Given this caste divide, it is quite unlikely that the SC votes will be transferred wholesale to the SAD merely because of its political alliance with the Mayawati-headed BSP. Moreover, the SCs of Punjab, like their counterparts in other parts of the country, are not a homogeneous category – they are divided into 39 castes among themselves and further fragmented into different religions and syncretic faiths, metamorphosed into Deras. Dalits, atomized into various castes, religions and Deras, are respectively aligned with different political parties and socio-cultural outfits in the state. The SAD-BSP alliance may not fetch substantial SC votes across the entire spectrum within the Dalit community. Similarly, even Sikhs, given their clan affiliations with a Sikh-headed Punjab Congress party and other Akali Dals, have never voted exclusively for the SAD. At the same time, those SCs who had been estranged from the BSP for its failure to live up to the legacy of Kanshi Ram, the founder of the BSP, and had become sympathizers of SAD, may withdraw their support precisely because of its alliance with the BSP. Similarly, the BSP may also have to pay the price for allying with the SAD. Many of its supporters may prefer to dissociate themselves from this political marriage of convenience. This attitude is likely to be present, to a greater or lesser extent, across the sub-groups and castes upon which this alliance is predicated. It is thus well within the realm of possibility that this alliance that is a result of seemingly clever vote-bank calculations may be undermined by deep scepticism and suspicion.
However, this is not the first time there has been a SAD-BSP alliance. The SAD and BSP came together for the first time in 1996 to contest Punjab’s 13 Lok Sabha seats. They won 11 seats – SAD won eight out of nine and BSP, three out of four. Kanshi Ram, then the BSP supremo, himself was one the three victorious BSP candidates. He won from the Hoshiarpur reserved constituency. However, the alliance did not last long, as Parkash Singh Badal, then president of the SAD, unilaterally decided to support the BJP-led Atal Bihari Vajpayee government at the Centre. Kanshi Ram accused Parkash Singh Badal of breaking the alliance and called him “manuvadi”. Subsequently, he formed an electoral alliance with the Sarav Hind Shiromani Akali Dal (Tohra), which played a significant role in the defeat of SAD in the 2002 Punjab Assembly elections. In 2016, Mayawati called the SAD-BJP government “anti-Dalit” during a huge rally at Nawanshahr on Kanshi Ram’s birth anniversary.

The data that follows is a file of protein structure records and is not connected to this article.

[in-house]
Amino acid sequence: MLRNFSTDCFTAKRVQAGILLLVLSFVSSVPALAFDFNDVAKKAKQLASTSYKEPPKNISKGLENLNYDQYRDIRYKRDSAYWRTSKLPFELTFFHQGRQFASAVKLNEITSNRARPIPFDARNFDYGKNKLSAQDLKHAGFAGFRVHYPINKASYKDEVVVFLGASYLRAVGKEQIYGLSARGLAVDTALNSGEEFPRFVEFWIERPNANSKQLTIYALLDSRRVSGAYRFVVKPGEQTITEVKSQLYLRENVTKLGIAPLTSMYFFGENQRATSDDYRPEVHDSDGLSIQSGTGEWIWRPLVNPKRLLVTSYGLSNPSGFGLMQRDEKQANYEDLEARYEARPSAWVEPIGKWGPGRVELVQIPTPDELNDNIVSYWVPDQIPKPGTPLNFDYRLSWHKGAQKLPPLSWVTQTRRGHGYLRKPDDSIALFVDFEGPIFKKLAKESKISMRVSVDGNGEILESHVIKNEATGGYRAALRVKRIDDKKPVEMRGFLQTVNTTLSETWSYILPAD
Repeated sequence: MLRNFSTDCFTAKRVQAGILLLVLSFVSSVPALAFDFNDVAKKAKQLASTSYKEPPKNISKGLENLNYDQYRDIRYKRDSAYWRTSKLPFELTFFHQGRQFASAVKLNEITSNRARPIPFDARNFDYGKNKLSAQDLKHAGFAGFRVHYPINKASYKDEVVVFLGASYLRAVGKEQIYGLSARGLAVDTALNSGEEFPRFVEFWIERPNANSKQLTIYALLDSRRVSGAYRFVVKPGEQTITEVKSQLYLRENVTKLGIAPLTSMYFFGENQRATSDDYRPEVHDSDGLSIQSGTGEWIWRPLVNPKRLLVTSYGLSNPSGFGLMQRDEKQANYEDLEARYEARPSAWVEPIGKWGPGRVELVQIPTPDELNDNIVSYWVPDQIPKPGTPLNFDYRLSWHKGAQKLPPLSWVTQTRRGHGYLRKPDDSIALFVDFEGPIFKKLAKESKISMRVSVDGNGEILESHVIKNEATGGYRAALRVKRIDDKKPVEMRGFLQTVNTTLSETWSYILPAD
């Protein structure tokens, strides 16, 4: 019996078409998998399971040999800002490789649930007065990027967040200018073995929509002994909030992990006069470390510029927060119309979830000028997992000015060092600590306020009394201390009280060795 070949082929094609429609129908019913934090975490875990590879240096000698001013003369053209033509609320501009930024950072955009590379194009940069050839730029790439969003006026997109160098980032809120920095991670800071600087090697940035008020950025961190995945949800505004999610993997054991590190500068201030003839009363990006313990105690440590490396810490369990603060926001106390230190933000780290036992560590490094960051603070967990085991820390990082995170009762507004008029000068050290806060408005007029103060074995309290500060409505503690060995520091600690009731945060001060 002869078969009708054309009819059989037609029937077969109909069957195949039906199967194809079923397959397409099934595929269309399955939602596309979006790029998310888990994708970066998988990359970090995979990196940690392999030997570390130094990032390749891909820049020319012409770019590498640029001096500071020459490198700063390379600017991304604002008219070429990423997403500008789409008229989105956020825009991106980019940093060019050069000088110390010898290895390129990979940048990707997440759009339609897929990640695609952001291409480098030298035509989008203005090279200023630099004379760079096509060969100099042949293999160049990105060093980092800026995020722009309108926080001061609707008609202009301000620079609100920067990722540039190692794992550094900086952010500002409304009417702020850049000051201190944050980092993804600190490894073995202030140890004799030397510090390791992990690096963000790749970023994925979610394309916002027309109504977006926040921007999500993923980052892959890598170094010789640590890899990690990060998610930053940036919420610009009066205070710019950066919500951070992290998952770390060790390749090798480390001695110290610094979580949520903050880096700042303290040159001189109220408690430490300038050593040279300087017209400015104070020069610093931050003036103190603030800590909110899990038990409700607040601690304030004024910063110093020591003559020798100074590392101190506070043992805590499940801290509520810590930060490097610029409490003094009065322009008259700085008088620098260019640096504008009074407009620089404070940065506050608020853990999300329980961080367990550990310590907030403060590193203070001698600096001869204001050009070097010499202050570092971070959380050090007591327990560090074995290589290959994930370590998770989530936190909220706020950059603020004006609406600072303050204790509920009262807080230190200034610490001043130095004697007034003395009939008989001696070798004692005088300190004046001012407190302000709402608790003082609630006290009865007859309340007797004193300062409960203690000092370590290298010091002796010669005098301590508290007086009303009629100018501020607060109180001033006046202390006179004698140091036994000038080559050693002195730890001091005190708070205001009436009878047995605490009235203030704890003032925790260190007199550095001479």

Since 1996, much water has flown under the bridge. Except for the lone assembly seat of Garhshankar won by Shingara Ram Sahungra in 1997, the BSP has not won any seats in either the assembly elections or the parliament elections in the state in the past 25 years. Its share in the total votes polled during the last five Assembly elections (1997, 2002, 2007, 2012, and 2017) varies between 13.28 per cent to 1.59 per cent. Its only impressive electoral performance was the first time it entered the fray – in the 1992 assembly elections, boycotted by SAD. It won nine seats with 16.68 per cent votes. The BSP has never achieved that figure since. The last assembly elections, in 2017, were a disaster as far as the BSP was concerned. Except Avtar Singh Karimpuri, former president of the Punjab unit of BSP, all its other 110 candidates forfeited their security deposits. Its vote share dropped precipitously to an all-time low of 1.59 per cent. In the 2012 assembly elections, its performance was relatively less abysmal with a vote share of 4.3 per cent. Out of its 117 candidates, 109 forfeited their security deposits. Though SCs constitute almost a third of the state population, the divisions among them have so far torpedoed the BSP’s ambition to emerge as a mainstream political party in Punjab. Whether the SAD-BSP alliance proves to be mutually beneficial or mutually destructive – given the complex interplay of the aforesaid factors – will be one of the keenly followed aspects of the 2022 Punjab Assembly elections.
 Eight from the Dalit-dominated Doaba region, seven from the Malwa region, and five from the Majha region.
 Singh, I.P. “SAD tie-up cheers BSP cadres, but ‘quality’ of seats vexes them”. The Times of India, 14 June 2021. See also: The Tribune, 14 June 2021.